sat 22/09/2018

Paul Bunyan, ENO, Wilton's Music Hall review - talent cabined and confined | reviews, news & interviews

Paul Bunyan, ENO, Wilton's Music Hall review - talent cabined and confined

Paul Bunyan, ENO, Wilton's Music Hall review - talent cabined and confined

A fine company in Britten and Auden's little great American operetta sold short

Lumberjacks ahoy: a scene from ENO's 'Paul Bunyan'All images by Genevieve Girling

It's Britten outside-in time for English National Opera. Regent's Park Open Air Theatre, which played host earlier this year to an only partially convincing production of his 1950s masterpiece The Turn of the Screw, would have been the perfect choice for the prelapsarian American forests of his pre-Grimes operetta/musical Paul Bunyan. Instead, Wilton's Music Hall and Jamie Manton's sometimes hazy office-clutter production between them defuse the wild-woods magic as well as much of the fun and sharpness of this often miraculous collaboration with W H Auden, furnishing the best libretto Britten ever had.

It's a waste, up to a point, of superb resources. Matthew Kofi Waldren, a deserving former beneficiary of the company's Mackerras Conducting Fellowship, is a perfect choice to draw a company together. Yet with his back to what passes for a stage and despite numerous television screens around the balconies, he can't hope to unite a scattered chorus in the spellbinding scalic passages of the Prologue or other dispersed scenes. When they come together, packed on the platform, for rebellious lumberjack Hel Helson's unwise fight with the unseen patriarch of the woodsmen Bunyan – a pre-recorded Simon Russell Beale, slightly under-inflected and unintegrated in the action – and lament in greatly exaggerated rumours of his death, a prophecy of a similar moment in Albert Herring, it's ENO spirit at its best. The beautiful nocturne with bull-frogs and whipporwill which Britten composed as an alternative Act One curtain in 1974, adding a dash of the sleep music from his intervening score for A Midsummer Night's Dream, at last allows the ENO Orchestra to come aurally forward, as it were. Elgan Llyr Thomas in Paul BunyanOnce again all this begs the question: why not have the entire company at home in the Coliseum? I'm looking forward to ENO's Porgy and Bess, but that of course will involve a completely different chorus. The full resources are well and truly scattered to the winds. But at least they're finally capitalizing on their young home-grown talent. The four leads from the ENO Harewood programme all have promising futures ahead of them. Matthew Durkan as discontented Helson offers a strong baritone presence; William Morgan does first the cowboy and later the Elvis thing as confident cook Hot Biscuit Slim. Elgan Llŷr Thomas (pictured above) is the latest discovery in a golden age of British tenors; while his too-present ghost Quint in Regent's Park was not allowed to make the flesh creep, he does the intellect of the Britten/Auden American myth, Johnny Inkslinger, and the most complex aria in the musical proud, if loud. Rowan Pierce duly tugs at the heartstrings in the lovely lament of Tiny, the Bunyans' daughter, for her dead mother, an eleventh-hour number written by Britten and Auden when they found the creator of the role really could sing.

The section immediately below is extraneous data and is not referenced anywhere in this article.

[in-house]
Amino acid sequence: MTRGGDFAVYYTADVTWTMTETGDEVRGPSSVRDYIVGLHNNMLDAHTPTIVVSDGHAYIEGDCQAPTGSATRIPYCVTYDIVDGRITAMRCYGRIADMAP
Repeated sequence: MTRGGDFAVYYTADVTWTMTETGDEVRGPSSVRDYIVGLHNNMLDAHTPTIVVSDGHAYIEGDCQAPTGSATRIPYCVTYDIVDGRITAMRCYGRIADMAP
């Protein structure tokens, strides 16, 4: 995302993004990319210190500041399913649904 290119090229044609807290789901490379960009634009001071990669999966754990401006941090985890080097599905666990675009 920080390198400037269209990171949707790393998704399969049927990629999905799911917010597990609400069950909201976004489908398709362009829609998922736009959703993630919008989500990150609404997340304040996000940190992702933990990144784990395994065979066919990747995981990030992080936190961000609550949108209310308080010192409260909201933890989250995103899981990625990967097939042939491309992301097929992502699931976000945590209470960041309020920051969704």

It could have been taken just as well by a more experienced singer, Fflur Wyn, who still excels in the coloratura part of Fido, a dog complemented by two cats – Sophie Goldrick and Lydia Marchione – in a trio of tail-swishing diner girls (pictured below). Composer and librettist furnished the parts given an inevitable shortage of female roles (wrote Auden in his shrewd 1941 preface: "the conversion of the forests into lumber is an exclusively male occupation". Well, in the beginning it was, at least). Animal trio in Paul BunyanManton decides to convert another female trio, of Wild Geese in the Prologue, into a joint Narrator. It's a loss not to have a folk ballad singer for the three numbers accompanied by guitar (Pop Wagner is wonderful in the first recording of the work by Philip Brunelle's Plymouth Music Series of Minnesota). And I don't quite get the ladies as fluffy white controllers who have to be shut out from Bunyan's bunch when the workers finally head off into the thrills and dangers of a pluralistic society.

These Narrators' body language doesn't quite work, either – a lot of generic hip-wiggling, elsewhere backed up by too-literal mime and a general sense of trying too hard (the Western Union Boy, delightfully underscored, is another casualty – and how we miss the bicycle). More could be done with the focus of Robert Winslade Anderson's farmer John Shears, strutting his stuff in the number with which Britten and Auden mark the move to an agrarian society. Camilla Clarke's designs give us a photograph of pristine forest right at the back over which red blinds are eventually drawn; it doesn't quite read, and with the mundane contemporary present from the first – too much neon, including a "PB" for the magic of the blue moon – the sense of despoliation and loss so movingly underlined by Auden's words and Britten's wan arpeggios in the final Litany goes for little. If the point is that this all takes place in a nature-denuded present, with flashbacks, it's not clear enough. Commendations to all the performers involved; but your director and venue sold you short.

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